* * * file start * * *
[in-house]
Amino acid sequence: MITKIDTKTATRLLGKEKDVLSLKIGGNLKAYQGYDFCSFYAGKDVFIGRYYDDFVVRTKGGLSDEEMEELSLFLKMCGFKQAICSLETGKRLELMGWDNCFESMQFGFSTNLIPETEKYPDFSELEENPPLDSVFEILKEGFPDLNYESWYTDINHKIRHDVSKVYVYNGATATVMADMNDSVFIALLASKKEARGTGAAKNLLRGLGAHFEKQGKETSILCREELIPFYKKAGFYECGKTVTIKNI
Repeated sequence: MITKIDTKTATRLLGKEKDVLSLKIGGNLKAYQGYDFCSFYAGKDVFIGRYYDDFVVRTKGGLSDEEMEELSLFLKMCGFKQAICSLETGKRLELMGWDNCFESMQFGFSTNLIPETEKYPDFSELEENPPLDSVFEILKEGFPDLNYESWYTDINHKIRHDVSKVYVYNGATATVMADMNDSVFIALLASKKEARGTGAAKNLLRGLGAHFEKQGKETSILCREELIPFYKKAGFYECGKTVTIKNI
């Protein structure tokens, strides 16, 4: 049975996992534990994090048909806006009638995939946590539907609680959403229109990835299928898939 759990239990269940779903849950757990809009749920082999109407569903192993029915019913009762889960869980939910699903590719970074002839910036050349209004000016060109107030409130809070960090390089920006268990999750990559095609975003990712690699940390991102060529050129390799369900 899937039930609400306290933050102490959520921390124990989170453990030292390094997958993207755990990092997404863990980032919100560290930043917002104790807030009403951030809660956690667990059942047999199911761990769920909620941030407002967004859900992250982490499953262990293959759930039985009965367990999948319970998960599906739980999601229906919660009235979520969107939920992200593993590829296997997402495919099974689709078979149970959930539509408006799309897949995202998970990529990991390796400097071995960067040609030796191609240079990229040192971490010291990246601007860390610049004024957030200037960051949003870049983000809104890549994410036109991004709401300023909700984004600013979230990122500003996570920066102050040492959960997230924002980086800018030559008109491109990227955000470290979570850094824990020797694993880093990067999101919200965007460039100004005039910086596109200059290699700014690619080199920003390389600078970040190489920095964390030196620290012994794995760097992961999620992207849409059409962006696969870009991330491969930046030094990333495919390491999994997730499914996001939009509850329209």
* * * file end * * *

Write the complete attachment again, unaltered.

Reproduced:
[in-house]
Amino acid sequence: MITKIDTKTATRLLGKEKDVLSLKIGGNLKAYQGYDFCSFYAGKDVFIGRYYDDFVVRTKGGLSDEEMEELSLFLKMCGFKQAICSLETGKRLELMGWDNCFESMQFGFSTNLIPETEKYPDFSELEENPPLDSVFEILKEGFPDLNYESWYTDINHKIRHDVSKVYVYNGATATVMADMNDSVFIALLASKKEARGTGAAKNLLRGLGAHFEKQGKETSILCREELIPFYKKAGFYECGKTVTIKNI
Repeated sequence: MITKIDTKTATRLLGKEKDVLSLKIGGNLKAYQGYDFCSFYAGKDVFIGRYYDDFVVRTKGGLSDEEMEELSLFLKMCGFKQAICSLETGKRLELMGWDNCFESMQFGFSTNLIPETEKYPDFSELEENPPLDSVFEILKEGFPDLNYESWYTDINHKIRHDVSKVYVYNGATATVMADMNDSVFIALLASKKEARGTGAAKNLLRGLGAHFEKQGKETSILCREELIPFYKKAGFYECGKTVTIKNI
């Protein structure tokens, strides 16, 4: 049975996992534990994090048909806006009638995939946590539907609680959403229109990835299928898939 759990239990269940779903849950757990809009749920082999109407569903192993029915019913009762889960869980939910699903590719970074002839910036050349209004000016060109107030409130809070960090390089920006268990999750990559095609975003990712690699940390991102060529050129390799369900 899937039930609400306290933050102490959520921390124990989170453990030292390094997958993207755990990092997404863990980032919100560290930043917002104790807030009403951030809660956690667990059942047999199911761990769920909620941030407002967004859900992250982490499953262990293959759930039985009965367990999948319970998960599906739980999601229906919660009235979520969107939920992200593993590829296997997402495919099974689709078979149970959930539509408006799309897949995202998970990529990991390796400097071995960067040609030796191609240079990229040192971490010291990246601007860390610049004024957030200037960051949003870049983000809104890549994410036109991004709401300023909700984004600013979230990122500003996570920066102050040492959960997230924002980086800018030559008109491109990227955000470290979570850094824990020797694993880093990067999101919200965007460039100004005039910086596109200059290699700014690619080199920003390389600078970040190489920095964390030196620290012994794995760097992961999620992207849409059409962006696969870009991330491969930046030094990333495919390491999994997730499914996001939009509850329209």